Chuck Sher publishes my book, WALKING BASSICS:The Fundamentals of Jazz Bass Playing.
    Live and loin.
     
  12. anonymous8547j7d7b

    anonymous8547j7d7b Guest

    Jul 1, 2005
    I'd heard Ron Carter had switched from the black LaBellas to Velvets :confused:
     
  13. bass_means_LOW

    bass_means_LOW

    Apr 12, 2004
    Las Vegas
    Ron's sound is great and working along side Cedar and Joe C. didn't hurt either. Both Joe H. and I agreed -Joe Chambers has a 'million dollar ride' on that album!
     
  14. bass_means_LOW

    bass_means_LOW

    Apr 12, 2004
    Las Vegas
    Yes, I transcribed Ron's solo on the blues track on that album if it's the same one I'm thinking of-Ron sounds like Sam Jones. That was pretty early on.
     
  15. Ed Fuqua

    Ed Fuqua

    Dec 13, 1999
    NYC
    Chuck Sher publishes my book, WALKING BASSICS:The Fundamentals of Jazz Bass Playing.
    Not to CFTCOAEQ, but I was checking out one of the Francis Wolff BLUE NOTE books, and the photo he has of Ron at the MODE FOR JOE session well, that would be the smallest gauge gut G I've seen in my life. And that's from '66...
     
  16. Brent Nussey

    Brent Nussey

    Jun 27, 2001
    Tokyo, Japan
    Sorry to respond so late, I just couldn’t sit down to write until after New Year’s Eve.

    Well first off, I’m not going to unequivocally state that you can’t find pictures of Mr. Carter with metal strings on his bass during this period. It’s my understanding that even today, he spends time trying out all the new pickups, strings etc to get the best sound he can. Since he has said that he “resisted making the change to steel for a long time” (ISB magazine), I will guess that he may have tried steel strings out, maybe several times, before finally permanently switching over, somewhere around the time I mentioned. I don’t know the photo you’re talking about, but I’ve never been able to tell gut vs. metal from looking at the diameter of the strings. The only way I can tell in a black and white photo is that usually the G&D have a different shininess(?) than the E&A. And this gets harder to notice as you get further from the subject. If you can see the pegbox, that’s usually the giveaway.

    As to the Mode for Joe session, I guess the real question is: what do you hear? Does it sound like gut, or like metal? IME, you can’t judge by how “dark” or “bright” the sound is, recording techniques have too much effect. The way I usually can tell is the shape of the pitch. When you pull a string, the top flexes, and all the other strings get pulled, too. When you release, everything releases. So this results in the pitch sort of starting sharp, and then “dipping” after the initial attack, ultimately resolving to a stable point. Gut strings are much lower tension, strechier, and flexible, so the effect is greatly exaggerated. Nonetheless, it’s kind of subtle, and I’m not sure whether a bassist who hasn’t played gut for a while would recognize it (I did 5 years on gut early in my playing life). The other thing is, the unwound strings, especially when new, have a sort of sound coming off the fingerboard that I can only describe as “kinda plasticky.” I could always really hear it as a player, but not so much from 20 feet away. Anyway, you can kind of hear it on a lot of close miced recordings, especially on the G string in the middle to upper registers. Anyway, it’s pretty easy to hear on ESP, maybe worth a listen.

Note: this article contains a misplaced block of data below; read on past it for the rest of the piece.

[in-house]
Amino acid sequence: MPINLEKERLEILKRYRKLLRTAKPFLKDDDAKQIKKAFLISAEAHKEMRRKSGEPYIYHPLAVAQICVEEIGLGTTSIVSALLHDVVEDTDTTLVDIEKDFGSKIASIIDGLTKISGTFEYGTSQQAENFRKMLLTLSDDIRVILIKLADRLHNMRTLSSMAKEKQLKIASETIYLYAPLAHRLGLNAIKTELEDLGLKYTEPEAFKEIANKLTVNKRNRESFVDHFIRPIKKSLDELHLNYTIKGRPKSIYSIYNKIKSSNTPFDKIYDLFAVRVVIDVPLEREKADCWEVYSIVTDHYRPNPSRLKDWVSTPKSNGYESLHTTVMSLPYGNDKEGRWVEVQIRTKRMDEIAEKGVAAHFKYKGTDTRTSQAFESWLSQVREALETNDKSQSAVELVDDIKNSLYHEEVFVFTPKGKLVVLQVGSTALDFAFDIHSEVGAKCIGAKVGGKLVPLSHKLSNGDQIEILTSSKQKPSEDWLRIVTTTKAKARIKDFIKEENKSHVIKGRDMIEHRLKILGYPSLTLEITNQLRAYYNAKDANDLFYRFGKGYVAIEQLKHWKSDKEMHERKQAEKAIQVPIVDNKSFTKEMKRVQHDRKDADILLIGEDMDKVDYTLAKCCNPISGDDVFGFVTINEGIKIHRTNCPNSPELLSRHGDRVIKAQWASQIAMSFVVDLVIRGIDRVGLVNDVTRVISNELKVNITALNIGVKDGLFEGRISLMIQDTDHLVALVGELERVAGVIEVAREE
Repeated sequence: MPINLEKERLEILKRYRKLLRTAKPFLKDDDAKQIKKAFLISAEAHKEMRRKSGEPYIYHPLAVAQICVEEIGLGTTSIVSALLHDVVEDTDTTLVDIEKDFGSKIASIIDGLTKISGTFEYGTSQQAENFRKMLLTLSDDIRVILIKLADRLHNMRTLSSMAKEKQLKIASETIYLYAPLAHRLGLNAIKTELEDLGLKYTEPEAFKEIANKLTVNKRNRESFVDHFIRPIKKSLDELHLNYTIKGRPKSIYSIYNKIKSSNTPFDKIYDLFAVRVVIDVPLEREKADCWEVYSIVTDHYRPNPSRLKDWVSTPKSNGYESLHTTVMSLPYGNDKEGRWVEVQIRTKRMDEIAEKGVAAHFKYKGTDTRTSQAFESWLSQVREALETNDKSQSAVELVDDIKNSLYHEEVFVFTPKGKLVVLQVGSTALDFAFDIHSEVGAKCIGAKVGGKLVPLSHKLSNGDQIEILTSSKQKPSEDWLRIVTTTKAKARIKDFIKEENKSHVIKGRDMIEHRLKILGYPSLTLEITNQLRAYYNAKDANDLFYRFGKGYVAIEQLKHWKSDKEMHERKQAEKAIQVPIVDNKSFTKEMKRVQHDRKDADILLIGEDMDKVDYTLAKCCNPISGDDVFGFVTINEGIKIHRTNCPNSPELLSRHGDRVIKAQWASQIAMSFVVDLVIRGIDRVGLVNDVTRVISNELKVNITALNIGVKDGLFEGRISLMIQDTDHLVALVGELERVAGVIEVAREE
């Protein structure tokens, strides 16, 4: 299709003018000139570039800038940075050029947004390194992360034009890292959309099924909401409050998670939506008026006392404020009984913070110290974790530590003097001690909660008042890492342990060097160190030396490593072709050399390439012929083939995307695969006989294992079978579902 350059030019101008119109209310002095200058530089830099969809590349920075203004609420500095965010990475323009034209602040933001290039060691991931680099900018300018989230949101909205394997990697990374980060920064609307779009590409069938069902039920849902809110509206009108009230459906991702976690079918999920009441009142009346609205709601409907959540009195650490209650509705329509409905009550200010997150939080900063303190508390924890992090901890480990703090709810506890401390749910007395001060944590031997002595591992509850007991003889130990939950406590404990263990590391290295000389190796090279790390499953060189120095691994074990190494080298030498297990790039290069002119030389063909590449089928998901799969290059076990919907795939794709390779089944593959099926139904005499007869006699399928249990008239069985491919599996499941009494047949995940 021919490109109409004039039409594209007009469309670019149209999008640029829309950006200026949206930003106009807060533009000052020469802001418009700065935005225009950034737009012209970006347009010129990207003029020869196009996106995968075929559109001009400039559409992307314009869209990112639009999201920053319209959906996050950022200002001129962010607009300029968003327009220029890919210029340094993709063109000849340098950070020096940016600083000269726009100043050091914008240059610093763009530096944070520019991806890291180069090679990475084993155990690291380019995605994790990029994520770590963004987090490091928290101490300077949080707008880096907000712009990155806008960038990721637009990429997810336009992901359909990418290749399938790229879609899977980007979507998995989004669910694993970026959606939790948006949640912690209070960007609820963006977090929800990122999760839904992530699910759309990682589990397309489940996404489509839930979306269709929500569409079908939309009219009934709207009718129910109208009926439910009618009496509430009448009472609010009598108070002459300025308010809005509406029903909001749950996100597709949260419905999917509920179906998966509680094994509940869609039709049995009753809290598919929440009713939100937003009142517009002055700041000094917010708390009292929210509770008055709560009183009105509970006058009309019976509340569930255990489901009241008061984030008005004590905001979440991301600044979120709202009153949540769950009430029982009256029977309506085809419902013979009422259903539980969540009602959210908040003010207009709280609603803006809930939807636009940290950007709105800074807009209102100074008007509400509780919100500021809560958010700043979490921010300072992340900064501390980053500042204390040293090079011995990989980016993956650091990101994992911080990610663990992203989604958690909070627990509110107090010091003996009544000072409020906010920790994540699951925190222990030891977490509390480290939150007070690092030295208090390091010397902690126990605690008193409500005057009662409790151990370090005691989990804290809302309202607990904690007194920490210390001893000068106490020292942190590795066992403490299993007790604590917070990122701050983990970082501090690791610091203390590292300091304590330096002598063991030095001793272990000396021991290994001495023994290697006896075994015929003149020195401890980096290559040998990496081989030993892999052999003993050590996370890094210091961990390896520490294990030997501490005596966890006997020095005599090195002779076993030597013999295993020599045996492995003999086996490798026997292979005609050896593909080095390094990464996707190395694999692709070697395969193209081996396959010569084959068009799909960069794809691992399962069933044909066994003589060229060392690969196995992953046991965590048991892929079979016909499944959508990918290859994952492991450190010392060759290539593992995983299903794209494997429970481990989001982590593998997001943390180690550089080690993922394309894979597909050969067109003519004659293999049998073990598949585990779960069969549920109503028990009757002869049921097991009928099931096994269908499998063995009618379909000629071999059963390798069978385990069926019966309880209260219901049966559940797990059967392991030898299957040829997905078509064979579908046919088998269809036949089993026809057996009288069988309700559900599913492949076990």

What I’d really recommend is to compare a session we know Mr. Carter played gut on to Mode for Joe, and you can decide for yourself. I have a photo of Mr. Carter from the Sam Rivers “Contours” session, and it’s no doubt he’s playing gut strings. I can send you the picture if you like. Then compare the sound of that record to Mode for Joe. Then compare to any record we know he played metal on. I think it will provide the answers.

    In this period, Mr. Carter recorded a lot for CTI, so I looked at their web site for a few pictures. Here’s one from Wes Montgomery’s A Day in the Life:
    http://ctijazz.com/photogallery/roncarter/pages/roncarter2.php?sc=set
    Look in the pegbox. The color of the d string, and it’s relative size to the A. Those are gut strings. Session date: June 1967

    This one, I unfortunately couldn’t find the session it’s from, but he has his C extension installed, and still using gut strings:
    http://ctijazz.com/photogallery/roncarter/pages/roncarter1.php
    The clothing looks to be 1970ish, doesn’t it? I believe he’s stated publicly that he had the extension done around 1970.

    Here’s one from a milt Jackson record of 1972, and he looks to be playing metal:
    http://ctijazz.com/photogallery/roncarter/pages/roncarter.php?sc=set
    Listen to the first 2 notes of the record and you’ll hear that it is.

    But here’s the thing: it doesn’t matter. I mean, it matters a little from a historical perspective, but that’s all. I was listening the other day to NY Slick, and what always amazes me is that through all the changes of pickups, strings, amps, whatever, Ron Carter just sounds like Ron Carter. What amazes me is not so much the changes, but the constants. The shape of his attack, where he puts the beat, the notes he chooses…. His essence as a musician is just so powerful. I know there are some bassists who don’t like his sound in the last 20 years or so. I wish they could get past that, because the amount of music coming out of this bassist during that period is astonishing. I love all the stuff with Miles, but I’ve been way more influenced, I’ve found way more stuff to develop in my own playing, from the stuff in the 70’s, 80’s and 90’s. I see his playing as a steady progression from the early years to the present, and what strings he used and when he changed etc, is really no more than a footnote. A non-issue, really. I only even piped up because I would feel bad if someone spent years trying to get that sound, only to discover that it was gut strings after all….